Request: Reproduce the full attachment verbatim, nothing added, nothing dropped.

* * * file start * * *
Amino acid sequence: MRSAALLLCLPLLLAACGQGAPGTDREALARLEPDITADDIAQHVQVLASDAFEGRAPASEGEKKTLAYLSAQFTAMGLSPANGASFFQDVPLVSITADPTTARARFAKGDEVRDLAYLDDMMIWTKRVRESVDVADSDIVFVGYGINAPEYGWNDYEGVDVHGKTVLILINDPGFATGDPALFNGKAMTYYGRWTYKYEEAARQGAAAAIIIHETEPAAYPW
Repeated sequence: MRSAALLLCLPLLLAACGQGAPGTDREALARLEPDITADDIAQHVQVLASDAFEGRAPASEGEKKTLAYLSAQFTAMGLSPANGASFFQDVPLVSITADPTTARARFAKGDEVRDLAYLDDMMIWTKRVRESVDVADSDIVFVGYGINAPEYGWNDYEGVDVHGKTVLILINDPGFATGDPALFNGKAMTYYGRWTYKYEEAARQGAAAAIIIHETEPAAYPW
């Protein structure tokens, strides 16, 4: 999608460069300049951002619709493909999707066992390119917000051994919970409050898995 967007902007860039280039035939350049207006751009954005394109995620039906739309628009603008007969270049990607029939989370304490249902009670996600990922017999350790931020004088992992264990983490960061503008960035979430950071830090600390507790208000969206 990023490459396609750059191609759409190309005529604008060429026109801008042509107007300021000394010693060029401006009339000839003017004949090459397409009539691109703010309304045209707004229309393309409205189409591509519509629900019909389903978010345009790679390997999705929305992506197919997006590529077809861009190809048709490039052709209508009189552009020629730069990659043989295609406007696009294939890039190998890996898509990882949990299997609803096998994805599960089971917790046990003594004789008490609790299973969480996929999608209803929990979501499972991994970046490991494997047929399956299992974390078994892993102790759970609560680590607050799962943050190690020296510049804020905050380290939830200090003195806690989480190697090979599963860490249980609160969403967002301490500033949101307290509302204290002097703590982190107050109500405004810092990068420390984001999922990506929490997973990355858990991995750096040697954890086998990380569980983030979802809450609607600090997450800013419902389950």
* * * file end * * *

Amino acid sequence: MRSAALLLCLPLLLAACGQGAPGTDREALARLEPDITADDIAQHVQVLASDAFEGRAPASEGEKKTLAYLSAQFTAMGLSPANGASFFQDVPLVSITADPTTARARFAKGDEVRDLAYLDDMMIWTKRVRESVDVADSDIVFVGYGINAPEYGWNDYEGVDVHGKTVLILINDPGFATGDPALFNGKAMTYYGRWTYKYEEAARQGAAAAIIIHETEPAAYPW
Repeated sequence: MRSAALLLCLPLLLAACGQGAPGTDREALARLEPDITADDIAQHVQVLASDAFEGRAPASEGEKKTLAYLSAQFTAMGLSPANGASFFQDVPLVSITADPTTARARFAKGDEVRDLAYLDDMMIWTKRVRESVDVADSDIVFVGYGINAPEYGWNDYEGVDVHGKTVLILINDPGFATGDPALFNGKAMTYYGRWTYKYEEAARQGAAAAIIIHETEPAAYPW
């Protein structure tokens, strides 16, 4: 999608460069300049951002619709493909999707066992390119917000051994919970409050898995 967007902007860039280039035939350049207006751009954005394109995620039906739309628009603008007969270049990607029939989370304490249902009670996600990922017999350790931020004088992992264990983490960061503008960035979430950071830090600390507790208000969206 990023490459396609750059191609759409190309005529604008060429026109801008042509107007300021000394010693060029401006009339000839003017004949090459397409009539691109703010309304045209707004229309393309409205189409591509519509629900019909389903978010345009790679390997999705929305992506197919997006590529077809861009190809048709490039052709209508009189552009020629730069990659043989295609406007696009294939890039190998890996898509990882949990299997609803096998994805599960089971917790046990003594004789008490609790299973969480996929999608209803929990979501499972991994970046490991494997047929399956299992974390078994892993102790759970609560680590607050799962943050190690020296510049804020905050380290939830200090003195806690989480190697090979599963860490249980609160969403967002301490500033949101307290509302204290002097703590982190107050109500405004810092990068420390984001999922990506929490997973990355858990991995750096040697954890086998990380569980983030979802809450609607600090997450800013419902389950």